May 2005
Volume 46, Issue 13
ARVO Annual Meeting Abstract  |   May 2005
Potential Usefulness of AGE Cross–Link Breakers for Modulating the Progression of AMD
Author Affiliations & Notes
  • A.A. Hussain
    Ophthalmology, KCL The Rayne Institute, London, United Kingdom
  • W.H. Chan
    Ophthalmology, KCL The Rayne Institute, London, United Kingdom
  • J. Marshall
    Ophthalmology, KCL The Rayne Institute, London, United Kingdom
  • Footnotes
    Commercial Relationships  A.A. Hussain, None; W.H. Chan, None; J. Marshall, None.
  • Footnotes
    Support  Iris Fund UK
Investigative Ophthalmology & Visual Science May 2005, Vol.46, 1211. doi:
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      A.A. Hussain, W.H. Chan, J. Marshall; Potential Usefulness of AGE Cross–Link Breakers for Modulating the Progression of AMD . Invest. Ophthalmol. Vis. Sci. 2005;46(13):1211.

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      © ARVO (1962-2015); The Authors (2016-present)

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Abstract: : Purpose: To assess the beneficial effects of advanced glycation end–product (AGE) cross–link breakers on the ultrastructural and functional transport properties of ageing human Bruch’s membrane. Methods: The elasticity of Bruch’s was determined by a newly developed OCT–based imaging technique. Briefly, a Bruch’s–choroid preparation was clamped in an open Ussing chamber such that the cross–sectional outline of Bruch’s could be captured by the OCT technique. The increase in arc–length of the preparation in response to applied hydrostatic pressures in the range 500–3000 Pa allowed the calculation of the elasticity index of the sample. Hydraulic conductivity was estimated by following the drop in hydrostatic pressure as fluid flowed through the membrane whilst held in the Ussing chamber. Diffusional status was quantified with respect to the movement of a 21.2 kDa FITC–dextran in standard Ussing chambers. After quantification of these structural and functional parameters, the samples were incubated with 10mM of the cross–link breaker phenacylthiazolium bromide (PTB) for 12 hours and parameters re–evaluated. Results: Incubation with PTB improved the elasticity of Bruch’s membrane at both macular (7 donors, age range 45–90 years, p< 0.05) and peripheral (10 donors, age range 21–90 years, p< 0.001) locations. Average improvement in elasticity in macular and peripheral regions was 30 and 55% respectively. A single PTB incubation was also very effective in increasing conductivity (p< 0.001; 31–91 years, 14 donors) and diffusional status (p< 0.05; 42–79 years, 8 donors) to levels normally associated with donors 30 years younger. Conclusions: The improvement in ultrastructural and functional parameters of ageing human Bruch’s membrane following treatment with AGE cross–link breakers suggests an important therapeutic pathway in the management of age–related macular degeneration (AMD). The importance of AGEs, their lipid counterparts ALEs and other oxidative linkages in the aetiological mechanisms underlying the pathophysiology of AMD needs re–evaluation.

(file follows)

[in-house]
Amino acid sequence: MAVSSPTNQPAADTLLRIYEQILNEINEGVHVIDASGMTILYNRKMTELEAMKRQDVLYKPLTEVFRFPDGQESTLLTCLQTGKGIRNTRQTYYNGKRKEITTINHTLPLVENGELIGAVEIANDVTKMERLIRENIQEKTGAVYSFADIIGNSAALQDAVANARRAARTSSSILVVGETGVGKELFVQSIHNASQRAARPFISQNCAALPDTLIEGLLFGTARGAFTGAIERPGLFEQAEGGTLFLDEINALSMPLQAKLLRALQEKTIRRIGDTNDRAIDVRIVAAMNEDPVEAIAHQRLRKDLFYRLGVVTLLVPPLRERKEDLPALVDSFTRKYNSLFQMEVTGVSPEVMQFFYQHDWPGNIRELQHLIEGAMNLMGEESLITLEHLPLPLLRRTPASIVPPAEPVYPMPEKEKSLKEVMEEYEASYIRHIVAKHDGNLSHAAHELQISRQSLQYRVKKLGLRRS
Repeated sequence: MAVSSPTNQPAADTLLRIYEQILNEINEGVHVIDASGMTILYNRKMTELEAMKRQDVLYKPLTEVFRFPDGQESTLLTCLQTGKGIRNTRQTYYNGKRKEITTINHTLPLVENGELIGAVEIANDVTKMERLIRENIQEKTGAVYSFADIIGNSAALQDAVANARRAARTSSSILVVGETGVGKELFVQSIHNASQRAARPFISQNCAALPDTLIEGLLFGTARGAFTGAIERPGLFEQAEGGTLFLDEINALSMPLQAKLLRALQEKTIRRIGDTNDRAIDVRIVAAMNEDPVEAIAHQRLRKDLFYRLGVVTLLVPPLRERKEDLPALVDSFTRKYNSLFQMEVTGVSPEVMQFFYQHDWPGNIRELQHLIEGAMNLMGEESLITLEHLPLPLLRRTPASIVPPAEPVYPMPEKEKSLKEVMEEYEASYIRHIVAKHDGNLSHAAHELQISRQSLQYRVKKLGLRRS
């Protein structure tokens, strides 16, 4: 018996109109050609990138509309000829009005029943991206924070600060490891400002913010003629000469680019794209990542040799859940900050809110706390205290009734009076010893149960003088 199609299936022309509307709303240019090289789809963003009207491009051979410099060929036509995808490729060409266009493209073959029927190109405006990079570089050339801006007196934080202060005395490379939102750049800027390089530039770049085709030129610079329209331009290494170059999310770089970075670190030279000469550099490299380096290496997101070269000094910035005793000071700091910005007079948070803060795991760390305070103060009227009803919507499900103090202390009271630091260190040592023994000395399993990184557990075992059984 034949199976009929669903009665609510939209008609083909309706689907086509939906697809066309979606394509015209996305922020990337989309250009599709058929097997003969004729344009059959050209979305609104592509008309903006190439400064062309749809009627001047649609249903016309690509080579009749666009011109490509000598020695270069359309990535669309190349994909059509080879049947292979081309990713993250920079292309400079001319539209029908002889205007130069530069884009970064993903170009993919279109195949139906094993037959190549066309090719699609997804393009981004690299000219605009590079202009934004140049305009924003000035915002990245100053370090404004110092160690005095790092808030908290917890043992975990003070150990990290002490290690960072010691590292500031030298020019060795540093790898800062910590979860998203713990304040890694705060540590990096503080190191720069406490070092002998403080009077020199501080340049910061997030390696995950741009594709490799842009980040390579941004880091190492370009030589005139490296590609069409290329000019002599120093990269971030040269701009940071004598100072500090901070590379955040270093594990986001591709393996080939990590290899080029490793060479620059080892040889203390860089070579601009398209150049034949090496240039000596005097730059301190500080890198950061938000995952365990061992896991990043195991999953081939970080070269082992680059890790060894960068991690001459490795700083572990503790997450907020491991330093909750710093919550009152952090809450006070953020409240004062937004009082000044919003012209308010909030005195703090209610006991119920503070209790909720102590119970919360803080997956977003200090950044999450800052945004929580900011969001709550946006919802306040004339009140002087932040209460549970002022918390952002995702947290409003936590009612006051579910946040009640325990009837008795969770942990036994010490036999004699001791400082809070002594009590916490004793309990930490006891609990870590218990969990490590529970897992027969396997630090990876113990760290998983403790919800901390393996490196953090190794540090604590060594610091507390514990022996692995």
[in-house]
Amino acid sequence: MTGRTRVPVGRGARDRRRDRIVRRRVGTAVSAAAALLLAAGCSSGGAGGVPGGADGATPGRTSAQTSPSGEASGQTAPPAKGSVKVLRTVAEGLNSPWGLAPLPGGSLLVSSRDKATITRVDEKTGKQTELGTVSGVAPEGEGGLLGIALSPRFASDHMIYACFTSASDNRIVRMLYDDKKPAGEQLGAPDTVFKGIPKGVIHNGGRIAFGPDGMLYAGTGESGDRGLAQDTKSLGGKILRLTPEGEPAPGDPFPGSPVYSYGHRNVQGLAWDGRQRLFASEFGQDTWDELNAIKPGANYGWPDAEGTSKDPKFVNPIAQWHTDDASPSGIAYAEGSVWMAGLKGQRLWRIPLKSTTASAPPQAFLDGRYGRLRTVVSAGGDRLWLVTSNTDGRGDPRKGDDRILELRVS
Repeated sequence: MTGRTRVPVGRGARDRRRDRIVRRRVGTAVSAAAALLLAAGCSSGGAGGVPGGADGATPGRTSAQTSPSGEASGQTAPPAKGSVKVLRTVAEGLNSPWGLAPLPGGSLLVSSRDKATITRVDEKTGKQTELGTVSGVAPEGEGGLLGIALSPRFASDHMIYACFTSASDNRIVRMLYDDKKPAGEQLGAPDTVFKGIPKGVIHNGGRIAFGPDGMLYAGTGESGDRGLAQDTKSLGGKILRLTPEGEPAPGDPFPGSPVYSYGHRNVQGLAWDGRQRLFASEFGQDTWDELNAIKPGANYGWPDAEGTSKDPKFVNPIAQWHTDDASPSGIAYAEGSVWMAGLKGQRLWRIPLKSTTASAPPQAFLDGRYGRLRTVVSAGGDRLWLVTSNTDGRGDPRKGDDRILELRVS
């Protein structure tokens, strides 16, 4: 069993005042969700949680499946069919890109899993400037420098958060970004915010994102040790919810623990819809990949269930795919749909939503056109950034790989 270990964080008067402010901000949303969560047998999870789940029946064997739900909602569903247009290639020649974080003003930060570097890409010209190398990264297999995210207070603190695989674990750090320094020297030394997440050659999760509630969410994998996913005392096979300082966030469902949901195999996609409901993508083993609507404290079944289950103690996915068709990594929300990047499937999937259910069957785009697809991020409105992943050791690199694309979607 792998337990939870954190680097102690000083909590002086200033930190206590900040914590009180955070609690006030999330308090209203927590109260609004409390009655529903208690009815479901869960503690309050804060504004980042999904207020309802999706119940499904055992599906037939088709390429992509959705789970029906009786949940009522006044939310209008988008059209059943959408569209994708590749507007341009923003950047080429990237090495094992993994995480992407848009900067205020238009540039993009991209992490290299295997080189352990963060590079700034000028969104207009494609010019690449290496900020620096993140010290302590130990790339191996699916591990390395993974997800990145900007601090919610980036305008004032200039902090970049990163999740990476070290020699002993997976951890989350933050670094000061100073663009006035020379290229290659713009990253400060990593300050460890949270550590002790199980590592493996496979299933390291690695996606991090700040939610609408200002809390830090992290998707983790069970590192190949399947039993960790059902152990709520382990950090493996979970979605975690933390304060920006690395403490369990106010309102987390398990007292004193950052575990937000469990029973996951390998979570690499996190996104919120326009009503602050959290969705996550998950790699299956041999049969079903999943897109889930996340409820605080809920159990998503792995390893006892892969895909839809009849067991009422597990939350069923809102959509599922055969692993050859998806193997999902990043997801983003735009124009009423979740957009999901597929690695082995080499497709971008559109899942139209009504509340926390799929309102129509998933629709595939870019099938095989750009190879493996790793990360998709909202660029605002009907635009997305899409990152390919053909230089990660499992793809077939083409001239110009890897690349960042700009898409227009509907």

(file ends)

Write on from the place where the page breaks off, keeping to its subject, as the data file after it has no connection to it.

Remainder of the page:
Keywords: age-related macular degeneration • Bruch's membrane • extracellular matrix 

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